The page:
Our annual Summer School residential course, now open for applications until 27th March, reaches its 15th anniversary this year. To celebrate, we’re speaking to some of our Summer School alumni about their memories of the week, advice for young composers and the exciting projects they’re currently working on.
Oleta Haffner is a composer based in South East London, and one of many who attended the Summer School. Haffner studied Film Music Composition at the London College of Music, and later completed her post-graduate degree in Composition for Film and TV with Distinction. She was the winner of LCM Orchestral Composition Competiton and Patricia Evans Composition Award at LCM in 2018. Recently, she was selected as an inaugural participant in the Jonas Gwangwa Composition Initiative; a one-year career development programme created by the Academy for Motion Picture Arts and Sciences for Black British composers creating music for film.
Read our interview with Oleta below, or visit our information page to learn more about the Summer School and how to apply.
What year did you come to the Summer School?
2015, so nearly eight years ago now! It’s gone by very quickly for sure.
At that point, where were you at in your journey as a composer?
I was just about to start my first year as a composition student at the University of West London, and was just trying to see if there was something that could be a stepping stone between A level music and the full experience of being a music student. I thought the Summer School would be the perfect sort of stepping stone for that! It was nice to do full-on music for an entire week, because that’s what I would be doing for the next four years of my life.
Which group were you a part of, and what was your experience of working with the tutors and musicians like?
I was in the Film Group! We worked with Aidan Goetzee overseeing our work and shared ideas to the whole group for feedback. That was nerve wracking at first, I’d usually be in my room playing around on my keyboard and making up new sounds. Hearing everyone’s ideas was refreshing because I realised it wasn’t just me who has some strange or wacky ideas. Someone in the group actually went to the same university, so it was nice to carry on that relationship there. There were some really talented composers in the group.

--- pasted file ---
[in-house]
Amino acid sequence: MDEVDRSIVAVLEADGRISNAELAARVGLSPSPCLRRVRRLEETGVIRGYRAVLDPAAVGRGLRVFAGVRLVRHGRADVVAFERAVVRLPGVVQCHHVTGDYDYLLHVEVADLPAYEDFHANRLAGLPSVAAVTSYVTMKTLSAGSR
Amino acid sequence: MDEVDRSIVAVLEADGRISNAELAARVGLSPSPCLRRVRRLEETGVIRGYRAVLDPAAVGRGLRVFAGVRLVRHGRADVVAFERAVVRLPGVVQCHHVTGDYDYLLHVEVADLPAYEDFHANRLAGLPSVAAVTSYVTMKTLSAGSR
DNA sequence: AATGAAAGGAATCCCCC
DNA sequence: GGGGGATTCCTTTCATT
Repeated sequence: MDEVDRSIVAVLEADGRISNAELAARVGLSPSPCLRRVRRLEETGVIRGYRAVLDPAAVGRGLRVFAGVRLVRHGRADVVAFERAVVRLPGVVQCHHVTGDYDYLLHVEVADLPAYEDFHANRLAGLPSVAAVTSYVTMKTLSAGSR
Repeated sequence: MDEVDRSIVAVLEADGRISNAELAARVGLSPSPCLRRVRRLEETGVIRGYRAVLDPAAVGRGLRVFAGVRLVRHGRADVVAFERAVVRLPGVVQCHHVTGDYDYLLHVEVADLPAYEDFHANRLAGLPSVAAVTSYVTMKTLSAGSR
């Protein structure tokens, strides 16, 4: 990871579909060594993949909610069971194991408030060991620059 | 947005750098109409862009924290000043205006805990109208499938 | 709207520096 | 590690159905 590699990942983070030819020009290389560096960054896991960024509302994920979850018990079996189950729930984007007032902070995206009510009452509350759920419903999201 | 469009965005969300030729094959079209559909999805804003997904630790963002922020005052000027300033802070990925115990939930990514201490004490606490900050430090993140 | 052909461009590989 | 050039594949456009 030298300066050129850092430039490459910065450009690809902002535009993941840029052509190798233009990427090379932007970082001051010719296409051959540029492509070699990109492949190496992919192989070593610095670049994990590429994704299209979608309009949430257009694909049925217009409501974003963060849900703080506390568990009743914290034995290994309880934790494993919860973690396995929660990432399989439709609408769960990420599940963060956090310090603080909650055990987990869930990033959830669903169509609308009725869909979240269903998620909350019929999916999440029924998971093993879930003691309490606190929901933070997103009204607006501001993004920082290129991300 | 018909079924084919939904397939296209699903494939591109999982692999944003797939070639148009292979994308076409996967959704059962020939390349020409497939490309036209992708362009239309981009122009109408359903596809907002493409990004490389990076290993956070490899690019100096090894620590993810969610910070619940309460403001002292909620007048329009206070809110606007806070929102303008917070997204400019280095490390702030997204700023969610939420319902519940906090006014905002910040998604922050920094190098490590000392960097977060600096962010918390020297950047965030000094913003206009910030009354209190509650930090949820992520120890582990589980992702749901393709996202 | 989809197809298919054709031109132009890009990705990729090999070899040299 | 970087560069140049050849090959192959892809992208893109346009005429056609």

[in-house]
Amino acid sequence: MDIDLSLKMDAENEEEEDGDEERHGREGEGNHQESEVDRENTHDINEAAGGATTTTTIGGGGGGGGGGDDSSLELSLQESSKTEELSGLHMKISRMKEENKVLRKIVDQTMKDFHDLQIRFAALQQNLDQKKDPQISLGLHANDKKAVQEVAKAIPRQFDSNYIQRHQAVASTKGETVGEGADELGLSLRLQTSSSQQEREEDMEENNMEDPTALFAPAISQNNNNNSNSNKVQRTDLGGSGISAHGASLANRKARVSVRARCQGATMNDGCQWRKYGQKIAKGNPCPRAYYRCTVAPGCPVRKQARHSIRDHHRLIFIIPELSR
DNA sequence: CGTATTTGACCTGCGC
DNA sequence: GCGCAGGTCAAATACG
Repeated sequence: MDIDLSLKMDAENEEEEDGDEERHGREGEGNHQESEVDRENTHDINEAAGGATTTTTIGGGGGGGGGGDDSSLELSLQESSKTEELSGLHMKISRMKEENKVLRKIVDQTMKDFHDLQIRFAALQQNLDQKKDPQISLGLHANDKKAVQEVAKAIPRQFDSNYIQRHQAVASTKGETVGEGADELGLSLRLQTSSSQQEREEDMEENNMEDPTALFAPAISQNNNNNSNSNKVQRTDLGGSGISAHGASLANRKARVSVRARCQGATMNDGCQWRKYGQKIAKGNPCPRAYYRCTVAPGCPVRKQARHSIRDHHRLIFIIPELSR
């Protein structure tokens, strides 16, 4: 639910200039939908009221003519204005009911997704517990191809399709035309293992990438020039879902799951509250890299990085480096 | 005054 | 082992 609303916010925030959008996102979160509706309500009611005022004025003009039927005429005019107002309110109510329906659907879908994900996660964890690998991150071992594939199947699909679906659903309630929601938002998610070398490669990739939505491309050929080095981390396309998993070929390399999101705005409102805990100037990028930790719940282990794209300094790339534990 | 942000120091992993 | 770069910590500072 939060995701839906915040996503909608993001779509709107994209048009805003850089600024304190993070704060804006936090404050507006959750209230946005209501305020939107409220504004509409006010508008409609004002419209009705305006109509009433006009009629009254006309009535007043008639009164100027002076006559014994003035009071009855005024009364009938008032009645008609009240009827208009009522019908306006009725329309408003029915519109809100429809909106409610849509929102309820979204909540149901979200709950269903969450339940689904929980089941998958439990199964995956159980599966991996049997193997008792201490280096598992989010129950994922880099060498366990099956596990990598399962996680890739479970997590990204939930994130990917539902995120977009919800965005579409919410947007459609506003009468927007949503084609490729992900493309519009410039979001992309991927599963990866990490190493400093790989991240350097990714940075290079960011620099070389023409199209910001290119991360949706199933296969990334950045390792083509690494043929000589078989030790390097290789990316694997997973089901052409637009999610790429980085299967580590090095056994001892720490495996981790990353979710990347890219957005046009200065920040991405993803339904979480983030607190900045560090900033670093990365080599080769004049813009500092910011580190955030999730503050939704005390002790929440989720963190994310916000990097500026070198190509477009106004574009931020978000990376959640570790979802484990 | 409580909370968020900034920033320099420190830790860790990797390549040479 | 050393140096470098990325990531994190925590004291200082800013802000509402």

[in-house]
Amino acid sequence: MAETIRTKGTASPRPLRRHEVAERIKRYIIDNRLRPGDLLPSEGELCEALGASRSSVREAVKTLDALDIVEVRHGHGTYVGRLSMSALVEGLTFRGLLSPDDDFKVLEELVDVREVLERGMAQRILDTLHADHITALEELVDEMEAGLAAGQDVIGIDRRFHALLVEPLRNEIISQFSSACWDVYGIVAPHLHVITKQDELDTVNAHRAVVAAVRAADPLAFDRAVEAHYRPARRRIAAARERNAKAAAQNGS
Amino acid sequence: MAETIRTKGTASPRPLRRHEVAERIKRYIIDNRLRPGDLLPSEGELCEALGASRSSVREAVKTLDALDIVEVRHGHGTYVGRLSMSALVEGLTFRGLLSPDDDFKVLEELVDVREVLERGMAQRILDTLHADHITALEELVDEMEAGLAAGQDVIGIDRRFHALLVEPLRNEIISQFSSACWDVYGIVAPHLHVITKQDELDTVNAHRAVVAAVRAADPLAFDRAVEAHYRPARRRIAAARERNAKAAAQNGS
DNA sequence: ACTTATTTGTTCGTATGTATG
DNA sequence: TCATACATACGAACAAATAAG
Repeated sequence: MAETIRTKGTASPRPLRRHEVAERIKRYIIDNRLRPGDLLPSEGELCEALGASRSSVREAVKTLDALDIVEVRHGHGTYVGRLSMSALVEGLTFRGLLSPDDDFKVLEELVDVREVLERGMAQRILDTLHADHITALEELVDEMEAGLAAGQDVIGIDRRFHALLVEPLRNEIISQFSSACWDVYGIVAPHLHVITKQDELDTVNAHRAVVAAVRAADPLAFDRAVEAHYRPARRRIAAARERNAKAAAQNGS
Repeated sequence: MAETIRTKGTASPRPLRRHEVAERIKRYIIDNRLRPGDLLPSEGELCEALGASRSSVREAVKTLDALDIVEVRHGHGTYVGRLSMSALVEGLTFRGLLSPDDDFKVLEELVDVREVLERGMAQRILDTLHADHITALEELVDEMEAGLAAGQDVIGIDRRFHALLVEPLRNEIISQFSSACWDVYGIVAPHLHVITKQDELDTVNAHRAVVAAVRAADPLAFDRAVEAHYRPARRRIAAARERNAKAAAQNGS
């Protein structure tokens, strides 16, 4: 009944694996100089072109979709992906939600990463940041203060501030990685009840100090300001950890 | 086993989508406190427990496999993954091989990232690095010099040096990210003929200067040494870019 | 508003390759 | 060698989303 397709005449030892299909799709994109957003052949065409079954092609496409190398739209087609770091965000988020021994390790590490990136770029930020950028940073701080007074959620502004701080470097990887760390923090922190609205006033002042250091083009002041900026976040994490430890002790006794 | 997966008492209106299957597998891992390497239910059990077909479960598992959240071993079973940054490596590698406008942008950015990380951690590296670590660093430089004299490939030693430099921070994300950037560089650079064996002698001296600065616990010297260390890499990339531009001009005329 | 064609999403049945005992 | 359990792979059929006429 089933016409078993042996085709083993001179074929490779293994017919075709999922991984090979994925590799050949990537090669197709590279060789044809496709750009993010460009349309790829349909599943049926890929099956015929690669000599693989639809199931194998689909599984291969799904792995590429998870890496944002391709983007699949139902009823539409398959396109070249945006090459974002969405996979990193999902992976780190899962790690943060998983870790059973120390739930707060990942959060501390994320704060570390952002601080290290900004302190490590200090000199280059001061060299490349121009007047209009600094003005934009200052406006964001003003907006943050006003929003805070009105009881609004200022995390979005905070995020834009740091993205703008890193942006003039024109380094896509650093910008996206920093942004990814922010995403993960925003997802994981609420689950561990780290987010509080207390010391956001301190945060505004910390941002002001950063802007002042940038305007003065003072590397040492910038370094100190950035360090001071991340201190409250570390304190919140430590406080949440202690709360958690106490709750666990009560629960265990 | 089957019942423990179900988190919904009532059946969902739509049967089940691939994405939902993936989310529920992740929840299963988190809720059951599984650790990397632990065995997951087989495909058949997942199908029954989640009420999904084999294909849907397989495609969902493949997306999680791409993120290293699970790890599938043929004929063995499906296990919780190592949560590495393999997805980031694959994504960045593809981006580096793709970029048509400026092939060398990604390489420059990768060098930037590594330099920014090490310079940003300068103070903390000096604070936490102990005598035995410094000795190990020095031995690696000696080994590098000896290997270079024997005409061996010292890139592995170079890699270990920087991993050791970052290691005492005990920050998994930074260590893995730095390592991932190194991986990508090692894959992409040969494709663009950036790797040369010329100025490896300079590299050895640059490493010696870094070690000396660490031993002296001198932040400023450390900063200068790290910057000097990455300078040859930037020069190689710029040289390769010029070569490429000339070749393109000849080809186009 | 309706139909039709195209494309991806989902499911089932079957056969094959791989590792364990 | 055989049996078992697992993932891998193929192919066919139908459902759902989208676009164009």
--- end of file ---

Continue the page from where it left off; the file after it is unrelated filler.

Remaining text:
It was also so cool to get that instant feedback from giving them [the musicians] some music and them playing it straight away. That had never happened before in my life. I was able to sit there be in awe of it, but also get some work done!
What is a standout memory for you from the week?
For me, it was watching everyone else’s film clips in the hall together, and having the live musicians playing at the same time. There was one composer in my group that scored an animated piece, and I was completely blown away by her orchestration! It encouraged me to up my game.
It was also nice to have people affirm that the work you’re doing is good. That support was a big reason why I decided to study Film music composition at university, as at that point I had a place to study just Composition. I made that change because of just how much fun I had in the film group, and all of the support I got at the Summer School.
What was the most important thing you learnt during the week?
That it’s hard to fail, and it’s okay to question yourself and ask: “is this supporting the narrative of the film”? If it’s not, to be okay with not getting it right the first time and to keep ploughing through. During my week, I actually didn’t like what I’d written. Towards the end, I realised that I’d been a bit too hard on myself – it was my first film clip! After getting good feedback from my tutor on the clip, I realised that I needed to be kinder to myself.
Do you have any advice for someone who is interested in applying to the Summer School, but isn’t sure if it’s for them?
I would say don’t be afraid to go and make any mistakes, because it’s the quickest way of learning something. I know it does feel uncomfortable a lot of the time, but I remind myself that when I’m old, I will regret not doing something because I was scared. The Summer School definitely allowed me to be in a safe environment to work through any fear and nervousness!
What was it about the environment that made you feel safe to take creative risks?
I think it was that everyone felt like they, didn’t really know what they were doing. In the long run, I don’t think anybody does! It helped me see that just because you can’t do something right now, doesn’t mean you can’t try and get better at it. Everyone just needs a starting point, and the Summer School provided a week-long musical community where I could do that.
What are you currently working on?
I’m currently taking part in the Jonas Gwangwa Composition Initiative set up by the the Academy of Motion Pictures and Science to try and get more Black people into the industry. I was chosen as one of the two winners, and last week I just sat in with Harry Gregson-Williams recording at Abbey Road! I’ll be participating in a year-long mentorship program with them, and will continue working on some animated and short films in the first half of this year.
The Sound and Music Summer School is a residential course that gives young people aged 14-18 the opportunity to explore their musical creativity over six days at The Purcell School.
Whether you create in a DAW, with a band, use notation, improvise or are curious about experimenting with creating music, we will support you to bring your creative ideas to life with the guidance of expert tutors from a range of musical genres.
If you would like to join us this year, be sure to apply for Summer School 2023 by the 27th March.